Ancient Greece, influenced by schools of philosophers, also experimented with democracy, but class struggles would cause Athens to institute “the laws of Solon” in hope of a government where people obey the rulers and the rulers obey the laws. Saint Augustine would comment in his book, “The City of God”, “Is it not a fact that in Athens the Epicureans and Stoics were equally admired, although the former taught that the gods took no interest in human affairs, while the latter taught that the gods constantly governed, guarded and guided them? These are mutually exclusive opinions”. “These men, in all their laborious investigations, seem to have had one supreme and common objective: to discover what manner of living is best suited to laying hold upon happiness. Yet, they have ended up by disagreeing – disciples with masters, and disciples with fellow disciples. Why, except that they sought the answer to their question merely in human terms, depending solely upon human experience and human reasoning? What does it all go to prove except that human unhappiness cannot get very far along the road to happiness unless divine authority shows the way?” The founder of Connecticut, the Reverend Thomas Hooker relied on divine authority to establish civil government, as did Connecticut signers of the Declaration of Independence, Roger Sherman, Samuel Huntington, William Williams and Oliver Wolcott, with members of the Continental Congress declaring the Fourth of July, 1776. In their “pursuit of happiness”, “appealing to the Supreme Judge of the world”, they would end the text, “And for the support of this declaration, with a firm reliance on the protection of Divine Providence, we mutually pledge to each other our lives, our fortunes, and our sacred honour. The Constitution of the United States also clearly acknowledged Divine Authority when Connecticut’s Roger Sherman and William Samuel Johnson, along with George Washington, Benjamin Franklin and the other Delegates affirmed “Done in Convention by the Unanimous Consent of the States present the Seventeenth Day of September in the Year of our Lord one thousand seven hundred and eighty seven andof the Independence of the United States of America the Twelfth In Witness whereof We have hereunto subscribed our Names.”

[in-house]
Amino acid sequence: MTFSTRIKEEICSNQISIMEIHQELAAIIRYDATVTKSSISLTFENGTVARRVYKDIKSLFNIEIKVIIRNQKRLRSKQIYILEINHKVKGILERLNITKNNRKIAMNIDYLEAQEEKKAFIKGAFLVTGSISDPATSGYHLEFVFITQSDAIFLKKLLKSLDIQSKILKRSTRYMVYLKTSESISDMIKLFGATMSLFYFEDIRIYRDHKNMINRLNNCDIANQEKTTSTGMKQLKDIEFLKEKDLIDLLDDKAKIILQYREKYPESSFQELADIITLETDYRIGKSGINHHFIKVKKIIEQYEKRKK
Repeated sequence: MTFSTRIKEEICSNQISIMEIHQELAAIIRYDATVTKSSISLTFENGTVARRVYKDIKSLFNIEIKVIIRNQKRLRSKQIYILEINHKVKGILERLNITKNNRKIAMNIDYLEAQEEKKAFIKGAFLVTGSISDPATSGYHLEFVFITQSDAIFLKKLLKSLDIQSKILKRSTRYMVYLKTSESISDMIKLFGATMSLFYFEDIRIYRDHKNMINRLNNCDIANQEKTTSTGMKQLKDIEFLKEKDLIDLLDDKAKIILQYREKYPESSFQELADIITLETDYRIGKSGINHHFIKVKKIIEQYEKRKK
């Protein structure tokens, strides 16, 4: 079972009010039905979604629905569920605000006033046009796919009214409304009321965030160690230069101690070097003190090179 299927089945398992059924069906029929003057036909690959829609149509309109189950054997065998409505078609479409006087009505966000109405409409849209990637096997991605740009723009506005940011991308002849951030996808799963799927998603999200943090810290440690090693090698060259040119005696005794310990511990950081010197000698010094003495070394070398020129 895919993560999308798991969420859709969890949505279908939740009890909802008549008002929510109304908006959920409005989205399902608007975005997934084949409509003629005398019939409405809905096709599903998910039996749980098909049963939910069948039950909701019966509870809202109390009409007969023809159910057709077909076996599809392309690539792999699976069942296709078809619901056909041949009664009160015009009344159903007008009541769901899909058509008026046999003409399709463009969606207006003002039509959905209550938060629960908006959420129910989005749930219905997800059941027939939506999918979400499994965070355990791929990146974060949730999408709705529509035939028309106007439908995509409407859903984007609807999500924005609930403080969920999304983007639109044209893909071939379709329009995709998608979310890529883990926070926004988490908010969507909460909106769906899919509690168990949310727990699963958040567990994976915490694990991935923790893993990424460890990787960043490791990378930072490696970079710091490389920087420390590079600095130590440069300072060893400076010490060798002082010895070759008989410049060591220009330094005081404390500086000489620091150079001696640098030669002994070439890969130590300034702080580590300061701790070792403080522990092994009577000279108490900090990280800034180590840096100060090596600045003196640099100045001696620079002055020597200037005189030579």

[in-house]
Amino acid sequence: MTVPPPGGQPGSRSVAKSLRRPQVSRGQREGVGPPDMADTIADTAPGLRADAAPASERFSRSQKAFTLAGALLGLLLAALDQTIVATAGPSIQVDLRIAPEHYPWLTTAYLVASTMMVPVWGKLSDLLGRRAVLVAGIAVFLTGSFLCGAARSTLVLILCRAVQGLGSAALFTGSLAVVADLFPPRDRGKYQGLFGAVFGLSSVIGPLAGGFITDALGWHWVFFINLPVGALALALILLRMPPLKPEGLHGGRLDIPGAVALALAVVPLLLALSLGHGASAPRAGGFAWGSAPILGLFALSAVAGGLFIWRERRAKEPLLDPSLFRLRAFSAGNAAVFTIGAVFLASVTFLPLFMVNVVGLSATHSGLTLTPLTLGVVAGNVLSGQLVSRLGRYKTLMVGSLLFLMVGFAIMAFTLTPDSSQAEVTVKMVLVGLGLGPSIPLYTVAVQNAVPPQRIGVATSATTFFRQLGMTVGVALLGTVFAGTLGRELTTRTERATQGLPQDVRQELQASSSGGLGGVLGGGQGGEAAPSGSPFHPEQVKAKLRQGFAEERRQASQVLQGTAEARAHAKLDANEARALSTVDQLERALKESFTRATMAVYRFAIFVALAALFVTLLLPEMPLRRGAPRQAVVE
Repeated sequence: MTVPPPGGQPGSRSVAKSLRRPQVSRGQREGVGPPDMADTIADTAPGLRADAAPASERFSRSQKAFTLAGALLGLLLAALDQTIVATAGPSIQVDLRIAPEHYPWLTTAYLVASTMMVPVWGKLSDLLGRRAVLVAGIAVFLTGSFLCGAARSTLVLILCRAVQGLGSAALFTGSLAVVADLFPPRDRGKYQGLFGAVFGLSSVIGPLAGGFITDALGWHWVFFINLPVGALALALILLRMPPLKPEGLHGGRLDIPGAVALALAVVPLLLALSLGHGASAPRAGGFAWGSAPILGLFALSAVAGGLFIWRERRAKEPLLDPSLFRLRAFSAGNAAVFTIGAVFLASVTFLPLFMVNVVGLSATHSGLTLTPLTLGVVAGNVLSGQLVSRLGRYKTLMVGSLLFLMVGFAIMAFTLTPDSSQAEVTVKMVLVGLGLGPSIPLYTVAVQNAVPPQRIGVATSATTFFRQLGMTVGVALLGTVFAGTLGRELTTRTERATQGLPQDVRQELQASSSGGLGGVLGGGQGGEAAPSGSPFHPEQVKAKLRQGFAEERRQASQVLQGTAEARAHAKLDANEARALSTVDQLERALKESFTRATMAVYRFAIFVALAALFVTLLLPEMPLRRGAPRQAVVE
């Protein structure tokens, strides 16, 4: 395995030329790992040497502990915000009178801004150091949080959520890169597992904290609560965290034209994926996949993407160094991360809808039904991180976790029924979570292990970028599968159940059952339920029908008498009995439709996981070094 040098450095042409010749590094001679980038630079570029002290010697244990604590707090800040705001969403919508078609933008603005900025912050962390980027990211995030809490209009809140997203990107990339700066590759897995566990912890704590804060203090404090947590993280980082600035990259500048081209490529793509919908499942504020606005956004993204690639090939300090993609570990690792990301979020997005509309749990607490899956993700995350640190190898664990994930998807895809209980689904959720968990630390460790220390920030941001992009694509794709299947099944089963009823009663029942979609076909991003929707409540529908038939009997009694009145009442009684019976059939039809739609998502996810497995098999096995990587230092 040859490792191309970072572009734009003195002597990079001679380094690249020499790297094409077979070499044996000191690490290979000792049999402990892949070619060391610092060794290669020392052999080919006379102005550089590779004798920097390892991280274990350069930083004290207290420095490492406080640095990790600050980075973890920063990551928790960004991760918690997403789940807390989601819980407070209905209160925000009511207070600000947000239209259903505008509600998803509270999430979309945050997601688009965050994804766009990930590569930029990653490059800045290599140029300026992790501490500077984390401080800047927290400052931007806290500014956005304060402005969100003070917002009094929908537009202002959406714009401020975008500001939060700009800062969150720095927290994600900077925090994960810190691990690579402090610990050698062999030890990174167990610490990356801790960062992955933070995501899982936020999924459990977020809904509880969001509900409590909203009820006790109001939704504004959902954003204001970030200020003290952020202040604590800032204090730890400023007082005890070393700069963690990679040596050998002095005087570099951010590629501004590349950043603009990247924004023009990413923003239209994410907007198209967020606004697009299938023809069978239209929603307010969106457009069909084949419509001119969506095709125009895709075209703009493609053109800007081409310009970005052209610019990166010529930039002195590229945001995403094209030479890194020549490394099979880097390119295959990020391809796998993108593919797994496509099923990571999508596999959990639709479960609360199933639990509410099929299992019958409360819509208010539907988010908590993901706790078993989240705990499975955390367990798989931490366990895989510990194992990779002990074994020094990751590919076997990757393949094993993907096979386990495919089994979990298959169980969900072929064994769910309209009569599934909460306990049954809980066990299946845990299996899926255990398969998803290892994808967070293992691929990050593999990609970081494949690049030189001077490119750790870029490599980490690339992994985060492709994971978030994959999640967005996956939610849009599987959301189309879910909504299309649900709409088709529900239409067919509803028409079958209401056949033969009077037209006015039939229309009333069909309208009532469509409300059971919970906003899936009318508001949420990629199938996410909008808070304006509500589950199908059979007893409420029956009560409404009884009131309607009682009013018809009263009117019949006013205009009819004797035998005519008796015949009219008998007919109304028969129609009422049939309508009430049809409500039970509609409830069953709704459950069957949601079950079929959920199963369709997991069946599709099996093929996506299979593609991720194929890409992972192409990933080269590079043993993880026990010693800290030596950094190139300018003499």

Rome would expand on the Greek constitutional model, recognizing the value of “mixed Constitutions” in restraining democratic tendencies to empower the passions of tyranny, anarchy or plutocracy. But the passions and appetites of human nature eventually undermined the mixed constitutions of the republican model and civil government fell first to tyrants, then to foreign barbarians. John Milton, the poet, became blind writing in the good old cause of “Liberty’s Defense, my noble task”. Though blind, his insight inspired the writing of “Paradise Lost” noting the angels choice to be selfless or selfish: “I formd them free, and free they must remain, Till they enthrall themselves”. And to men “who doubt his (God’s) ways not just, give the reins to wandering thought, by their own perplexities involved, They ravel more, still less resolved, But never find self-satisfying solution” and “Therefore since hee permits Within himself unworthy Powers to rein Over free Reason, God in Judgement just Subjects him from without to violent Lords”. The reading of John Milton in school was a longstanding American tradition, recently lost. John Adams, our second President, read “Paradise Lost as a young man and it had a powerful impact. Writing in defense of the mixed and balanced constitutions (checks and balances) of the American states in 1787, John Adams would state: “although reason ought always to govern individuals, it certainly never did since the Fall, and never will till the Millennium (thousand year reign of Christ) and human nature must be taken as it is, as it has been, and will be.” John Adams recognized the need for the stability of law and was familiar with Algernon Sidney, John Milton and James Harrington and their historical definition of a republic: “a Nation of laws and not of men”. Meeting some hostility to his ideas of a republic with a balanced constitution, Adams would cite Milton: “I did but teach the Age, to quit their Cloggs, by the plain Rules of ancient Liberty, When lo! a barbarous Noise surrounded me Of Owls and Cuckoo’s, Asses, Apes and Dogs”. John’s Cousin and fellow Patriot Samuel Adams, known as the Father of the American Revolution, also understood the need for just laws, and with the signing of our Declaration of Independence he would state: “We have this day restored the Sovereign to Whom all men ought to be obedient. He reigns in heaven and from the rising to the setting of the sun, let his Kingdom come”.